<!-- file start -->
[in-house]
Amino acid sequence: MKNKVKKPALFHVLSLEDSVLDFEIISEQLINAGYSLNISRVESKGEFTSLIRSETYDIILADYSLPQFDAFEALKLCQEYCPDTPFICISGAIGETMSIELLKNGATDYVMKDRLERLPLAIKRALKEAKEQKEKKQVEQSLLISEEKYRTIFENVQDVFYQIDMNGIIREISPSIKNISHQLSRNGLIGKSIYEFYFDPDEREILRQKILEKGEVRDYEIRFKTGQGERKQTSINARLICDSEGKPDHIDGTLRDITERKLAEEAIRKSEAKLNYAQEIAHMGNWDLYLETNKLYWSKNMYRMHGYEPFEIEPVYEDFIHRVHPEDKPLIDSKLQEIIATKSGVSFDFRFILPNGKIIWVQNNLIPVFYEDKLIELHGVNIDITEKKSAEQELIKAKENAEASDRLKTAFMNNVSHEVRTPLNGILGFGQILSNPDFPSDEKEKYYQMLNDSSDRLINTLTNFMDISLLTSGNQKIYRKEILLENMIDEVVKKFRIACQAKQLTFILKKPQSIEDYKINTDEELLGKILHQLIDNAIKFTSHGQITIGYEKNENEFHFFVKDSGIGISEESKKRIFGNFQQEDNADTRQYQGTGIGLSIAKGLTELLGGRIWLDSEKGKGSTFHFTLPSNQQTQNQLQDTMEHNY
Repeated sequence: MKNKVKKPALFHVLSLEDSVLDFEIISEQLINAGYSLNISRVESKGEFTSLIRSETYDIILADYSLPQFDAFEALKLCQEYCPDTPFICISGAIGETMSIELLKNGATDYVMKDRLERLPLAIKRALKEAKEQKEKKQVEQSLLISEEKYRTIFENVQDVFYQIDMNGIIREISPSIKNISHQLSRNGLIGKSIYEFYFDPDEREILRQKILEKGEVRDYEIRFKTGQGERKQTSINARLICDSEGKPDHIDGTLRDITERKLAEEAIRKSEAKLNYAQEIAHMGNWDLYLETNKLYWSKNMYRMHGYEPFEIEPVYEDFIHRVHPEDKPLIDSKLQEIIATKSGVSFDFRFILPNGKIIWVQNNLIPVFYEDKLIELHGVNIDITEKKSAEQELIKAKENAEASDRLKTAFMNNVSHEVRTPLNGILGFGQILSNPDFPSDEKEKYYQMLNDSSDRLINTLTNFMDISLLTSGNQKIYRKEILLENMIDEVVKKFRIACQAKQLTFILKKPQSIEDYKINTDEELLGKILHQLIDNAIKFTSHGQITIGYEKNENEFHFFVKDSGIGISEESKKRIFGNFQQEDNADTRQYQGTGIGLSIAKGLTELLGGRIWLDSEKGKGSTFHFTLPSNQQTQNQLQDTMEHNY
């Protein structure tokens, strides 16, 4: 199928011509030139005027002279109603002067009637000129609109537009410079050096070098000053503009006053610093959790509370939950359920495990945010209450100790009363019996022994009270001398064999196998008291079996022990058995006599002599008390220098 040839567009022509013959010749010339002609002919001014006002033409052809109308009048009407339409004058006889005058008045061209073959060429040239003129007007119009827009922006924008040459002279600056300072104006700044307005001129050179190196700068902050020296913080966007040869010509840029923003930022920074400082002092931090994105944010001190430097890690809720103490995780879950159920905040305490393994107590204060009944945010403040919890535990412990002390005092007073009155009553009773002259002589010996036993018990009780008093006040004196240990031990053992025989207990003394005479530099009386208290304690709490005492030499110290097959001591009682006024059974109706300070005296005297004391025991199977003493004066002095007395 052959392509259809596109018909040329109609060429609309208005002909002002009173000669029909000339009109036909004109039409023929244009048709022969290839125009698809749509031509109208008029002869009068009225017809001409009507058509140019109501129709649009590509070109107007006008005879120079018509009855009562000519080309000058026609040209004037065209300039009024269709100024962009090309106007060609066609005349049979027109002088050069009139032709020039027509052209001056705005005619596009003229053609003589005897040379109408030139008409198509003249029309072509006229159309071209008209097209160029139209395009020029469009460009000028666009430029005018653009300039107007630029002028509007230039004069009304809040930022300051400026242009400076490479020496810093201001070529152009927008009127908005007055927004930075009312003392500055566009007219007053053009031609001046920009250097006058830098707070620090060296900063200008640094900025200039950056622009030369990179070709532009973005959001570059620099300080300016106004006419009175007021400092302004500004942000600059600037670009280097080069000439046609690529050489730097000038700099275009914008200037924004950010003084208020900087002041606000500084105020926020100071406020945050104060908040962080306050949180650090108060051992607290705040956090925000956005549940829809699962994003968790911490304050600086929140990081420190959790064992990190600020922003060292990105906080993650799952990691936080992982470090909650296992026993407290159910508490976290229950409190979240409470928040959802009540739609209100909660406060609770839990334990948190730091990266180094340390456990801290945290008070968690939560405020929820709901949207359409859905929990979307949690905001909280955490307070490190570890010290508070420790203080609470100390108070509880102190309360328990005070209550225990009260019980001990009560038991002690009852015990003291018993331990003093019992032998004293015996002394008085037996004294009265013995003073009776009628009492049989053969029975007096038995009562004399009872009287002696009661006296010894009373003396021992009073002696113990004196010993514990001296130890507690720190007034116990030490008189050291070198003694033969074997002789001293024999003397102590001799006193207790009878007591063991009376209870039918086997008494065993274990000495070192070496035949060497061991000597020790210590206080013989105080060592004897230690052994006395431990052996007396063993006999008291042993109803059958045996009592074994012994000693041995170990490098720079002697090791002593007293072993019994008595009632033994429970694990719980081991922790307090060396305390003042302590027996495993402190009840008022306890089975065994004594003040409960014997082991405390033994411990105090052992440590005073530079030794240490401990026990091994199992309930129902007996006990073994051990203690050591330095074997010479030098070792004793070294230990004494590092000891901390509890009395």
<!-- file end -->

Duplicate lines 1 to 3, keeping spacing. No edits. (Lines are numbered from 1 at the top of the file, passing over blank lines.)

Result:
[in-house]
Amino acid sequence: MKNKVKKPALFHVLSLEDSVLDFEIISEQLINAGYSLNISRVESKGEFTSLIRSETYDIILADYSLPQFDAFEALKLCQEYCPDTPFICISGAIGETMSIELLKNGATDYVMKDRLERLPLAIKRALKEAKEQKEKKQVEQSLLISEEKYRTIFENVQDVFYQIDMNGIIREISPSIKNISHQLSRNGLIGKSIYEFYFDPDEREILRQKILEKGEVRDYEIRFKTGQGERKQTSINARLICDSEGKPDHIDGTLRDITERKLAEEAIRKSEAKLNYAQEIAHMGNWDLYLETNKLYWSKNMYRMHGYEPFEIEPVYEDFIHRVHPEDKPLIDSKLQEIIATKSGVSFDFRFILPNGKIIWVQNNLIPVFYEDKLIELHGVNIDITEKKSAEQELIKAKENAEASDRLKTAFMNNVSHEVRTPLNGILGFGQILSNPDFPSDEKEKYYQMLNDSSDRLINTLTNFMDISLLTSGNQKIYRKEILLENMIDEVVKKFRIACQAKQLTFILKKPQSIEDYKINTDEELLGKILHQLIDNAIKFTSHGQITIGYEKNENEFHFFVKDSGIGISEESKKRIFGNFQQEDNADTRQYQGTGIGLSIAKGLTELLGGRIWLDSEKGKGSTFHFTLPSNQQTQNQLQDTMEHNY
Repeated sequence: MKNKVKKPALFHVLSLEDSVLDFEIISEQLINAGYSLNISRVESKGEFTSLIRSETYDIILADYSLPQFDAFEALKLCQEYCPDTPFICISGAIGETMSIELLKNGATDYVMKDRLERLPLAIKRALKEAKEQKEKKQVEQSLLISEEKYRTIFENVQDVFYQIDMNGIIREISPSIKNISHQLSRNGLIGKSIYEFYFDPDEREILRQKILEKGEVRDYEIRFKTGQGERKQTSINARLICDSEGKPDHIDGTLRDITERKLAEEAIRKSEAKLNYAQEIAHMGNWDLYLETNKLYWSKNMYRMHGYEPFEIEPVYEDFIHRVHPEDKPLIDSKLQEIIATKSGVSFDFRFILPNGKIIWVQNNLIPVFYEDKLIELHGVNIDITEKKSAEQELIKAKENAEASDRLKTAFMNNVSHEVRTPLNGILGFGQILSNPDFPSDEKEKYYQMLNDSSDRLINTLTNFMDISLLTSGNQKIYRKEILLENMIDEVVKKFRIACQAKQLTFILKKPQSIEDYKINTDEELLGKILHQLIDNAIKFTSHGQITIGYEKNENEFHFFVKDSGIGISEESKKRIFGNFQQEDNADTRQYQGTGIGLSIAKGLTELLGGRIWLDSEKGKGSTFHFTLPSNQQTQNQLQDTMEHNY